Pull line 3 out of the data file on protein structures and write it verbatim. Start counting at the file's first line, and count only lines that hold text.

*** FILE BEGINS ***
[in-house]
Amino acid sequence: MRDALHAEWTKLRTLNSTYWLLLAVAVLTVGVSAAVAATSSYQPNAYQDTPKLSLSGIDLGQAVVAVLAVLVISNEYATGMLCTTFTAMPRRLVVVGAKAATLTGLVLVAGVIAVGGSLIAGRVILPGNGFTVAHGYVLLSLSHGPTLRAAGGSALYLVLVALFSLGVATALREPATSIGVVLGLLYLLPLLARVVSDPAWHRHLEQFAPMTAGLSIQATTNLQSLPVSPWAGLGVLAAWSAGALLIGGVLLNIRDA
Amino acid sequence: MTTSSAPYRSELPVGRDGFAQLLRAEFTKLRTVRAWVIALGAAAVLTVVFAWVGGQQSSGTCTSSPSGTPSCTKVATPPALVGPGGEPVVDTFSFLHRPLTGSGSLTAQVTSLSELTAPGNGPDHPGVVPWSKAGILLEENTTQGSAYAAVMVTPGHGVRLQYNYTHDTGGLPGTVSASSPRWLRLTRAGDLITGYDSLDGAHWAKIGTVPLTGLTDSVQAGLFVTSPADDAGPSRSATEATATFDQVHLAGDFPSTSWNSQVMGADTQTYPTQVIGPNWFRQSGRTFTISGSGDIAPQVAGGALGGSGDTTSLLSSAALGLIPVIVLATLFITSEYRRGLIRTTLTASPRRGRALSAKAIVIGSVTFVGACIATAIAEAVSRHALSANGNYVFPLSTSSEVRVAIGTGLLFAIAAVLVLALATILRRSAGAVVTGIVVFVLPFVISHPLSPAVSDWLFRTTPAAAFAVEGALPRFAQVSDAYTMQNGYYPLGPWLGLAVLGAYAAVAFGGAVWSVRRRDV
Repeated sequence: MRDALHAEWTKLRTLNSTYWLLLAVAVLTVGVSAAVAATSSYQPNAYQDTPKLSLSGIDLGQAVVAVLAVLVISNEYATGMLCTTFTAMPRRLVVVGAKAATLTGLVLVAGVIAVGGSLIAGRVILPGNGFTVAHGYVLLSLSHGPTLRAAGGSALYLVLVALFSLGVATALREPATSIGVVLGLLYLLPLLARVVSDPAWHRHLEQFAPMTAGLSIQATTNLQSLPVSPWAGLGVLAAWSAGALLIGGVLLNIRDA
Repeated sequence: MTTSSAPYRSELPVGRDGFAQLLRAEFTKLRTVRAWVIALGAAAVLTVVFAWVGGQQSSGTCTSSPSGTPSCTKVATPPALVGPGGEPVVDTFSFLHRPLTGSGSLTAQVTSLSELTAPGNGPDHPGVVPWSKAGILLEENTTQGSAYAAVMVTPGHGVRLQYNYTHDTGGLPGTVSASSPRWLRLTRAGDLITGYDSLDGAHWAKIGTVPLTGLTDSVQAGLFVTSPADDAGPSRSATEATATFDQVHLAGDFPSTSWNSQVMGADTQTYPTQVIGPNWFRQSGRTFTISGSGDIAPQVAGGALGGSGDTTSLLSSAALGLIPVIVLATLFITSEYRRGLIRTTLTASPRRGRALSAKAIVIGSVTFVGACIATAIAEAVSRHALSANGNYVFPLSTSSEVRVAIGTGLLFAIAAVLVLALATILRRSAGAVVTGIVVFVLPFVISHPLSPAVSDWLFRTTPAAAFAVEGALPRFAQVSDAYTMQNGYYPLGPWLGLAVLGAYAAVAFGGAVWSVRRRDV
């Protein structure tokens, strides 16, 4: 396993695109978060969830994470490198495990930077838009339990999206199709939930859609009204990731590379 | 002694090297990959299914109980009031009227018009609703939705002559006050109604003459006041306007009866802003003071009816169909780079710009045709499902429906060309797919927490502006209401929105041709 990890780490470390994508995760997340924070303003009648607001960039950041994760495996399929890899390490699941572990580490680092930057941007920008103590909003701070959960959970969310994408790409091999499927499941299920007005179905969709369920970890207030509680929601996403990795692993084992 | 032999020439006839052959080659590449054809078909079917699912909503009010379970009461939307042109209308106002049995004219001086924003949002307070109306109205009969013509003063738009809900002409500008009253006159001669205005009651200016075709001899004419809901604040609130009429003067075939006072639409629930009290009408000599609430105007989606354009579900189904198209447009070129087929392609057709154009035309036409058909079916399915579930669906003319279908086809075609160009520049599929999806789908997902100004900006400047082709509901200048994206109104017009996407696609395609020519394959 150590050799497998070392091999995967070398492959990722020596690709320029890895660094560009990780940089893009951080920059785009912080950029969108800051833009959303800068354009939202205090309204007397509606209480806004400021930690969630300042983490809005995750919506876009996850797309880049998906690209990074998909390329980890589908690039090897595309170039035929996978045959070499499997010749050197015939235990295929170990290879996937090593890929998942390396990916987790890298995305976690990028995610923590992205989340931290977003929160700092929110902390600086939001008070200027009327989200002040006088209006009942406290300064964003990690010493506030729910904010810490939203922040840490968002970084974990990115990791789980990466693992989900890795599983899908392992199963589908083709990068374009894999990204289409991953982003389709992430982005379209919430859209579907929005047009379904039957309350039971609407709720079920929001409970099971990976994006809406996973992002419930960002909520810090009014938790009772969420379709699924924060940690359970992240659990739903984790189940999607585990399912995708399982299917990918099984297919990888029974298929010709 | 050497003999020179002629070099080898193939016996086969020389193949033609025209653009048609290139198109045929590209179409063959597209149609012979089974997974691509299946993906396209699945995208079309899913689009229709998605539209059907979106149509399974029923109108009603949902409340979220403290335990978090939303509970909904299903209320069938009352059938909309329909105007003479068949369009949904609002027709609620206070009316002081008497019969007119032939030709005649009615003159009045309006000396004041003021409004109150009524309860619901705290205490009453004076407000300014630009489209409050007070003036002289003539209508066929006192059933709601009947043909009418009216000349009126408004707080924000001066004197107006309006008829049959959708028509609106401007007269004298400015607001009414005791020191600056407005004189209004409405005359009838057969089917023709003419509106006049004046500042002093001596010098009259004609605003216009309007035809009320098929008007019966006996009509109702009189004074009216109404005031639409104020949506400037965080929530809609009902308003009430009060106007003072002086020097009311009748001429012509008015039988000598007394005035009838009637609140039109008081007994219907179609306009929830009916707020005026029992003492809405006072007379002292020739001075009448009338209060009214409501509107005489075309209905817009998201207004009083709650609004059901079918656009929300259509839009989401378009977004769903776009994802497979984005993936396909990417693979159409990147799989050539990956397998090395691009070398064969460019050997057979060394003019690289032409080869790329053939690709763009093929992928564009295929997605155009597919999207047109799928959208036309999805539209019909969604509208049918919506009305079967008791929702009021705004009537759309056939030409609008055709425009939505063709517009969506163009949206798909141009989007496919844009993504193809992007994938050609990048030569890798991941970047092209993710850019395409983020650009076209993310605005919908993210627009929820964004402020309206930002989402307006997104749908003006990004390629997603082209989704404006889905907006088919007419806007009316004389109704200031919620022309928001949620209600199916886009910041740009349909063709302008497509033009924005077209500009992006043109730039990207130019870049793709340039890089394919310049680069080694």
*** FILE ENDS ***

Amino acid sequence: MTTSSAPYRSELPVGRDGFAQLLRAEFTKLRTVRAWVIALGAAAVLTVVFAWVGGQQSSGTCTSSPSGTPSCTKVATPPALVGPGGEPVVDTFSFLHRPLTGSGSLTAQVTSLSELTAPGNGPDHPGVVPWSKAGILLEENTTQGSAYAAVMVTPGHGVRLQYNYTHDTGGLPGTVSASSPRWLRLTRAGDLITGYDSLDGAHWAKIGTVPLTGLTDSVQAGLFVTSPADDAGPSRSATEATATFDQVHLAGDFPSTSWNSQVMGADTQTYPTQVIGPNWFRQSGRTFTISGSGDIAPQVAGGALGGSGDTTSLLSSAALGLIPVIVLATLFITSEYRRGLIRTTLTASPRRGRALSAKAIVIGSVTFVGACIATAIAEAVSRHALSANGNYVFPLSTSSEVRVAIGTGLLFAIAAVLVLALATILRRSAGAVVTGIVVFVLPFVISHPLSPAVSDWLFRTTPAAAFAVEGALPRFAQVSDAYTMQNGYYPLGPWLGLAVLGAYAAVAFGGAVWSVRRRDV